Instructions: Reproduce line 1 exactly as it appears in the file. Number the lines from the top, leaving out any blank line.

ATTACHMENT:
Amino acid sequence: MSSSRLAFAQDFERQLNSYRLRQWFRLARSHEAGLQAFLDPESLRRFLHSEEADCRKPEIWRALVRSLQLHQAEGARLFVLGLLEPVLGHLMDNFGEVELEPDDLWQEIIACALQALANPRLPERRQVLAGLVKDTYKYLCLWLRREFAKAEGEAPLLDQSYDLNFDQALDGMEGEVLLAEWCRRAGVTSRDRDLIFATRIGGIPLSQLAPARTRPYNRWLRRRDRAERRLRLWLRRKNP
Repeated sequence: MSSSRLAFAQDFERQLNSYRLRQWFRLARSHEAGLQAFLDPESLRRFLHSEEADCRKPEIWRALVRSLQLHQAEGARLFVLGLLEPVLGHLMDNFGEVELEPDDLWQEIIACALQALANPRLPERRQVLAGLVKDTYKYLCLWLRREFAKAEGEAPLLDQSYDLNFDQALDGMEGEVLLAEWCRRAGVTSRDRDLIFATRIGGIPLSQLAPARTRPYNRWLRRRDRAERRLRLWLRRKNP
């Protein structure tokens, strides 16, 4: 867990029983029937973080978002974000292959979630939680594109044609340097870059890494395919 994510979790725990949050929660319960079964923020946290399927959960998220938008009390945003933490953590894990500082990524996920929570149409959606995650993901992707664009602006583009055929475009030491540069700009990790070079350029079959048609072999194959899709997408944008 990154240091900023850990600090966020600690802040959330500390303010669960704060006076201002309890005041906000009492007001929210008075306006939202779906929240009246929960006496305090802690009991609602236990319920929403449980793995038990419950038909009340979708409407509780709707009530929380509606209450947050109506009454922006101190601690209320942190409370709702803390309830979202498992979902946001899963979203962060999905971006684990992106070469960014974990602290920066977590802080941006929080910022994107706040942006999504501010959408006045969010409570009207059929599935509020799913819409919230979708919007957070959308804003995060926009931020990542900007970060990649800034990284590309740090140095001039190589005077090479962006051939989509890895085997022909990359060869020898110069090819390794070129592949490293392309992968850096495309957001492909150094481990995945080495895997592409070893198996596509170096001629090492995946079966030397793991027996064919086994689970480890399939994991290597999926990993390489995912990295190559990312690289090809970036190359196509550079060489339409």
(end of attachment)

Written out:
Amino acid sequence: MSSSRLAFAQDFERQLNSYRLRQWFRLARSHEAGLQAFLDPESLRRFLHSEEADCRKPEIWRALVRSLQLHQAEGARLFVLGLLEPVLGHLMDNFGEVELEPDDLWQEIIACALQALANPRLPERRQVLAGLVKDTYKYLCLWLRREFAKAEGEAPLLDQSYDLNFDQALDGMEGEVLLAEWCRRAGVTSRDRDLIFATRIGGIPLSQLAPARTRPYNRWLRRRDRAERRLRLWLRRKNP